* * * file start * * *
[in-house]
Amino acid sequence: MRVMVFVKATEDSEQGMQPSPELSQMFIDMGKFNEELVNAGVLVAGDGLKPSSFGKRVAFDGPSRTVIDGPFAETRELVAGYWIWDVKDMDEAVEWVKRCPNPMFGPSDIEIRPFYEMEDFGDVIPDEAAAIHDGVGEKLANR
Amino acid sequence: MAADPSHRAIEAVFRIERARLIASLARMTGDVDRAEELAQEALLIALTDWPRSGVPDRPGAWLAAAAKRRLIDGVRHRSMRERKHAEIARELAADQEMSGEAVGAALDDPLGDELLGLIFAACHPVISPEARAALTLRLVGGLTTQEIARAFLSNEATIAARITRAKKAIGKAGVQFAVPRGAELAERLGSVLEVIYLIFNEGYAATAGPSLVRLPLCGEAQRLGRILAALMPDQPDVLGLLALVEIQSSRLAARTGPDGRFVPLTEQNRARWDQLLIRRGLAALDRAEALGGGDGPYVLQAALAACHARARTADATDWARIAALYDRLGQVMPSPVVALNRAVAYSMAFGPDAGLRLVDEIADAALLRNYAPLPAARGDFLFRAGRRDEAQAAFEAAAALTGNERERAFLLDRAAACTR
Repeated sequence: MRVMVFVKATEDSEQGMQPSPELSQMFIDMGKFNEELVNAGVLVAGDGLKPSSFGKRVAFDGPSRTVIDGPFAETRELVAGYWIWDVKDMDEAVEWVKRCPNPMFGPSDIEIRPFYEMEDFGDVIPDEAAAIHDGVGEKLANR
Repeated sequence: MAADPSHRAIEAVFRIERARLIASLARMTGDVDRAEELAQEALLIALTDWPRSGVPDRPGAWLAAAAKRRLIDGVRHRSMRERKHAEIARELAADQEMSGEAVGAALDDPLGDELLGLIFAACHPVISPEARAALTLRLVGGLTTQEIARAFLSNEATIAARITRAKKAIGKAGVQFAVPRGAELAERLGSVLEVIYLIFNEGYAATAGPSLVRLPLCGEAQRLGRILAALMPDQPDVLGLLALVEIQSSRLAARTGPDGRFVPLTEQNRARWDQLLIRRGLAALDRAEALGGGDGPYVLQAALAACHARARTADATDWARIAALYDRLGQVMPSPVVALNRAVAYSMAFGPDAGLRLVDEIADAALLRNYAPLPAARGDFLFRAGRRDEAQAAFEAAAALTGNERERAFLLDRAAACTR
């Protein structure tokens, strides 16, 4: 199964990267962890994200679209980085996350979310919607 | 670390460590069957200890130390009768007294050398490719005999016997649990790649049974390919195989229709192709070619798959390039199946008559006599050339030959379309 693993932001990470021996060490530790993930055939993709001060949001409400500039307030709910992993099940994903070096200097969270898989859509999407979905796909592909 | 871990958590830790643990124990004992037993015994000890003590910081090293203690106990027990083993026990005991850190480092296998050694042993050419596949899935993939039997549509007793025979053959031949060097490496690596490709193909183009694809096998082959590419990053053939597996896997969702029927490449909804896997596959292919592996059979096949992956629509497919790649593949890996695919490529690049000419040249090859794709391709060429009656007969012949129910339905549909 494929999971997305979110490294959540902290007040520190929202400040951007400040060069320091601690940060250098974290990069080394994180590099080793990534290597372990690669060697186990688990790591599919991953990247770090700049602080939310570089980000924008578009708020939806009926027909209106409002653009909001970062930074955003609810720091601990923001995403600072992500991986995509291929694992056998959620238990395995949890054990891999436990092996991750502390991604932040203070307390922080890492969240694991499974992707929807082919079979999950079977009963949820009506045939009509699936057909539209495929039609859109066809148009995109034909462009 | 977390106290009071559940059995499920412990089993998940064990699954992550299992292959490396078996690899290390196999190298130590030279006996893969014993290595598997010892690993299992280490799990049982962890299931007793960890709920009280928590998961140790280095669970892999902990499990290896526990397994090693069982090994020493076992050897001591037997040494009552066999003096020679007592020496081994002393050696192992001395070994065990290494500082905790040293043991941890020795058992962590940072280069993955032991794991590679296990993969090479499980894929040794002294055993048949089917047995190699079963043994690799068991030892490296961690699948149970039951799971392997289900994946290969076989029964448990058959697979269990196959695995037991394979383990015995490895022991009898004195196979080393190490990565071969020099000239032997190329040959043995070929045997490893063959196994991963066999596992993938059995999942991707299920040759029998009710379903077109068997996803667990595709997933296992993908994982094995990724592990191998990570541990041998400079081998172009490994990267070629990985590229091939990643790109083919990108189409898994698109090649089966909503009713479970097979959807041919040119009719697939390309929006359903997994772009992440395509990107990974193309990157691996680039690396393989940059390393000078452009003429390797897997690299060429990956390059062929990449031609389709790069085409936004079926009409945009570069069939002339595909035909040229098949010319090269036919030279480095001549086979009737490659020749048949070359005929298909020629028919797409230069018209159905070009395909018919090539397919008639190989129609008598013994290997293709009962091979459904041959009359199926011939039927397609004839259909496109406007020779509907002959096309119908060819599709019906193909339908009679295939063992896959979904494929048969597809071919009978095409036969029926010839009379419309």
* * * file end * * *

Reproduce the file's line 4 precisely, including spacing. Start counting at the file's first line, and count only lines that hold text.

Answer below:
Repeated sequence: MRVMVFVKATEDSEQGMQPSPELSQMFIDMGKFNEELVNAGVLVAGDGLKPSSFGKRVAFDGPSRTVIDGPFAETRELVAGYWIWDVKDMDEAVEWVKRCPNPMFGPSDIEIRPFYEMEDFGDVIPDEAAAIHDGVGEKLANR